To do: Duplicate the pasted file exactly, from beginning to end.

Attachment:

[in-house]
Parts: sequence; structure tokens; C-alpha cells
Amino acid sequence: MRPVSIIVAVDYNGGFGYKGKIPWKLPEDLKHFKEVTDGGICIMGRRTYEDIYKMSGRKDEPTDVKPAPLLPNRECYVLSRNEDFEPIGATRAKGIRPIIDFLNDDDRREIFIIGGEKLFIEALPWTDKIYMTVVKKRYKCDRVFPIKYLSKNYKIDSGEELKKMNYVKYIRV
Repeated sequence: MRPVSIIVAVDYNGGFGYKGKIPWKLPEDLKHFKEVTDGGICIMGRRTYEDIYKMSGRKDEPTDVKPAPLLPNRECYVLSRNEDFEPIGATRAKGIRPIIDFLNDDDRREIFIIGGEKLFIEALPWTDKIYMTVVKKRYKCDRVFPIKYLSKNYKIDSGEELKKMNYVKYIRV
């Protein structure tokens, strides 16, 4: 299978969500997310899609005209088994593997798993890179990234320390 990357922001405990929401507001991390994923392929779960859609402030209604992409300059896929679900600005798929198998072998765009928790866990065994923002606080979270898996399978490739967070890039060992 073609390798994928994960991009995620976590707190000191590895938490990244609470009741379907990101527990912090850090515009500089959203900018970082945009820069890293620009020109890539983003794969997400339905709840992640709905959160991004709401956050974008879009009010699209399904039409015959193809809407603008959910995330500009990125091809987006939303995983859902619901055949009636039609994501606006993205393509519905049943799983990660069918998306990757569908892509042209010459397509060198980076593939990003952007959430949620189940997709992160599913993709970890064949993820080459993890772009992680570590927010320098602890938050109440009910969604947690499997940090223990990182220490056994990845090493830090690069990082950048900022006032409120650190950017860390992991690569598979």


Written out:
[in-house]
Parts: sequence; structure tokens; C-alpha cells
Amino acid sequence: MRPVSIIVAVDYNGGFGYKGKIPWKLPEDLKHFKEVTDGGICIMGRRTYEDIYKMSGRKDEPTDVKPAPLLPNRECYVLSRNEDFEPIGATRAKGIRPIIDFLNDDDRREIFIIGGEKLFIEALPWTDKIYMTVVKKRYKCDRVFPIKYLSKNYKIDSGEELKKMNYVKYIRV
Repeated sequence: MRPVSIIVAVDYNGGFGYKGKIPWKLPEDLKHFKEVTDGGICIMGRRTYEDIYKMSGRKDEPTDVKPAPLLPNRECYVLSRNEDFEPIGATRAKGIRPIIDFLNDDDRREIFIIGGEKLFIEALPWTDKIYMTVVKKRYKCDRVFPIKYLSKNYKIDSGEELKKMNYVKYIRV
């Protein structure tokens, strides 16, 4: 299978969500997310899609005209088994593997798993890179990234320390 990357922001405990929401507001991390994923392929779960859609402030209604992409300059896929679900600005798929198998072998765009928790866990065994923002606080979270898996399978490739967070890039060992 073609390798994928994960991009995620976590707190000191590895938490990244609470009741379907990101527990912090850090515009500089959203900018970082945009820069890293620009020109890539983003794969997400339905709840992640709905959160991004709401956050974008879009009010699209399904039409015959193809809407603008959910995330500009990125091809987006939303995983859902619901055949009636039609994501606006993205393509519905049943799983990660069918998306990757569908892509042209010459397509060198980076593939990003952007959430949620189940997709992160599913993709970890064949993820080459993890772009992680570590927010320098602890938050109440009910969604947690499997940090223990990182220490056994990845090493830090690069990082950048900022006032409120650190950017860390992991690569598979």